Gov. Pete Ricketts recently met with representatives from a Fortune 500 company interested in expanding in Lincoln, the governor said Tuesday.
Ricketts did not name the company, but said the meeting took place in late spring.
"There were certainly advocates within the company who thought Lincoln was an outstanding place to be able to hire people," he said.
Should the company choose Lincoln, its move could bring 200 to 300 jobs to the area, said Pat Haverty, vice president of the Lincoln Partnership for Economic Development.
Assurity CEO Tom Henning broke the news at a press conference in the governor's office Tuesday morning, and officials touted an employment milestone Nebraska reached last year: topping an average 1 million nonfarm jobs statewide for the first time.
"We are growing our state," Ricketts said. "There's a lot of hard work going on by a lot of people across the state to do that."
The governor was joined by Henning, the state Labor and Economic Development directors and representatives from major Nebraska employers Marriott and Hudl, who spoke about what keeps their businesses here.
"We need to highlight the fact that this is a good place to grow businesses," said Economic Development Director Courtney Dentlinger.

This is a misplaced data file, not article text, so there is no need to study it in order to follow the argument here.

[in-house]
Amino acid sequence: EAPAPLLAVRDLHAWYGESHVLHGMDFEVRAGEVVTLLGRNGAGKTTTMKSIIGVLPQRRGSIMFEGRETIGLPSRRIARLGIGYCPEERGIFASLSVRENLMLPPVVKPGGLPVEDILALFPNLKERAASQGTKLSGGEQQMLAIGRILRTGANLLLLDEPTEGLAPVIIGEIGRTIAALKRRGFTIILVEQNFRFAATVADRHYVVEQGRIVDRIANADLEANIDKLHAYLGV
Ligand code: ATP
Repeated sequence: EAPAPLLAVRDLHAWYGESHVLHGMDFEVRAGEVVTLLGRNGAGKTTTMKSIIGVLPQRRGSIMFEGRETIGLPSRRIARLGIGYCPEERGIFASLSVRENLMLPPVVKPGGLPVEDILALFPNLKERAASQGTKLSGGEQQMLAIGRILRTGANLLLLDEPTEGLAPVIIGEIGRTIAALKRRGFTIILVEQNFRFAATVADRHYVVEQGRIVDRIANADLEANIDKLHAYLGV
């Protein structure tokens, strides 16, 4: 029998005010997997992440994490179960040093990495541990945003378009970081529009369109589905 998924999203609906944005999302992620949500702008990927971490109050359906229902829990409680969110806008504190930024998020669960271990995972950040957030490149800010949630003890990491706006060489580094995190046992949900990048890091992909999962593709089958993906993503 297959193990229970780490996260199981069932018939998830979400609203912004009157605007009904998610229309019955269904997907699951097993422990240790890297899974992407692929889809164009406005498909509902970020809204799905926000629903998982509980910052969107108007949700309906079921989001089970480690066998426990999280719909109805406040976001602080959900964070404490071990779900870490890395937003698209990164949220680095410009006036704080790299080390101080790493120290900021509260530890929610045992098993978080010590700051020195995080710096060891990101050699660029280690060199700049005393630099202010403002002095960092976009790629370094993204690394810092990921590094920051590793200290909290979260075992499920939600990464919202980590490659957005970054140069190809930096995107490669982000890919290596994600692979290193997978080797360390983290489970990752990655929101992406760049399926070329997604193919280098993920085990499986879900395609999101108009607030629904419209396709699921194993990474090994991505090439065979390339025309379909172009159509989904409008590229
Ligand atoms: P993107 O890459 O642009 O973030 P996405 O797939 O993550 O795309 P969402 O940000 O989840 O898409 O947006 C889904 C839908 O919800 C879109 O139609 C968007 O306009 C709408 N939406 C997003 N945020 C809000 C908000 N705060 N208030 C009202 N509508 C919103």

Five companies with headquarters in Nebraska, all based in Omaha, were listed on Forbes magazine's latest Fortune 500 list: Berkshire Hathaway, Union Pacific, Peter Kiewit Sons', Mutual of Omaha Insurance and ConAgra, which announced it was moving its headquarters to Chicago late last year.
Henning said conversations with the firm eyeing Lincoln are ongoing, and a decision could take months. He didn't say which other communities the company is considering.
Representatives from the company also met with local employers to talk about workforce and other issues, said Haverty.
Workforce was a major focus of Tuesday's news conference, as well.
John Wirtz, co-founder of Hudl, said job candidates are drawn by Lincoln's cost of living, atmosphere and amenities, along with the ability to choose between downtown activity and the rural quiet of surrounding areas.
Ricketts also unveiled a video touting Nebraska's first-in-the-nation "re-employment" plan, which Marriott Hotels began using last year to identify workers for its new team of home-based customer service representatives in Columbus.
The video features Jacquie Smith, a mother of five who struggled to keep working while caring for her medically troubled son. She connected with Marriott after visiting a Labor Department career center.
"I wasn't really sure where to start," she said Tuesday. "I went into the career center and immediately felt that glimmer of hope."